How do you measure financial performance?

Published on: 
05/22/2006
Published on 5/22/06

What management reports do sole and small-firm practitioners look at to determine how well they're doing? It's a very good question. There is much data out there, and most good financial information systems can and do produce far more information/data than an attorney can use or assimilate intelligently.

I believe the only practical approach is to decide what it is that is important to you to help you reach your goals, and then look at that information.

First and foremost, in my mind, is the development of a cash flow statement. Prepare a forward-looking budget of cash receipts and payments for the next 12 months. Keep that statement on a rolling 12-month cycle such that as you conclude the current month, you look at the 12th month and add it into your budget, adjusting all the other months if needed based on new information.

Next, keep your aged accounts receivable listing always at your elbow to make sure that your clients are paying you in accordance with their agreement. If they don't, "fire" them and move on to the next client. Don't let them waste your time or build up the amounts they owe you.

If you do these two things, you will be far ahead of the curve.

You can look at other areas of measurement as well, such as realization rate (the amount of time you have worked and billed, and the amount of that billed time that has yet to be paid). Look at your bank balances, obviously. Look at how quickly your clients pay. What is your accounts receivable turnover?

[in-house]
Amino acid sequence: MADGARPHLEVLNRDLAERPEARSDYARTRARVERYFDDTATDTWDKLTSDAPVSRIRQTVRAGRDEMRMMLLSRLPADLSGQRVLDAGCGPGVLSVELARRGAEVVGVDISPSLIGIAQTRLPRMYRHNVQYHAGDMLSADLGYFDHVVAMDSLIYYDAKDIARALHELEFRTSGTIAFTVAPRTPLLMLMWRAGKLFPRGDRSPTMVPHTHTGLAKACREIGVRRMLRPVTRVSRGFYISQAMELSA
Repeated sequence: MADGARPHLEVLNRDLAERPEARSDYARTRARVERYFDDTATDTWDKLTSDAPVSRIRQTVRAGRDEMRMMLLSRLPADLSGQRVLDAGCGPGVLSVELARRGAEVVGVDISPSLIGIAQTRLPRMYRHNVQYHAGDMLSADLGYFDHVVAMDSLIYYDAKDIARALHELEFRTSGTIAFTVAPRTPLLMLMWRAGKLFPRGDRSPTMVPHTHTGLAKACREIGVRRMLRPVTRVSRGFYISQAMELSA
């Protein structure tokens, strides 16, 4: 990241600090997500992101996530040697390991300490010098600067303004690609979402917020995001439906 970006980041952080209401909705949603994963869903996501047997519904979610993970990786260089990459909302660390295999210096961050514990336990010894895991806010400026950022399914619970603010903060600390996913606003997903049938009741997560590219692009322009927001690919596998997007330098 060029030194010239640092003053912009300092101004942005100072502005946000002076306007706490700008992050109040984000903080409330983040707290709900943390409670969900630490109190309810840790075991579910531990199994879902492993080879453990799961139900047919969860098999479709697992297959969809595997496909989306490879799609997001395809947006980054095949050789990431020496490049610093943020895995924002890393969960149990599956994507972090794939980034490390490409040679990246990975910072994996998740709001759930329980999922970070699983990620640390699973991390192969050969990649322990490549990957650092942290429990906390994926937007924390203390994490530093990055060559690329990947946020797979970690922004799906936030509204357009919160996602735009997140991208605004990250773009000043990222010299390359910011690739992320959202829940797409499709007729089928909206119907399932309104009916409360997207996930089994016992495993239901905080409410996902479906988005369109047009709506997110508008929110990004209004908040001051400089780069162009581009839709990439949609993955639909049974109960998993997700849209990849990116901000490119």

All these and other metrics are important. But, above all else, spend your time focused on marketing for new work, doing the work brought to you and collecting that which you billed. The rest will fall into place.

For a lawyer, good business ultimately is simply about mastering the three-part cycle that drives any business:

  • win the business (the sales and marketing function);
  • do the work as effectively and efficiently as possible (the production function); and
  • get paid (the collections function, which is inseparable from basic finance).

These three elements are the essence of what I call "business competency." It doesn't involve mastering all the management jargon out there, or looking at things though the eyes of an MBA.

Many lawyers, whose undergraduate and law school training had little practical business focus, think either they can't or shouldn't be business-minded. But the lawyer who has business competency understands the operation of the firm as a business (budget, collections, profit, loss), the firm's billing structure, how firm profitability is determined and the importance of clients.

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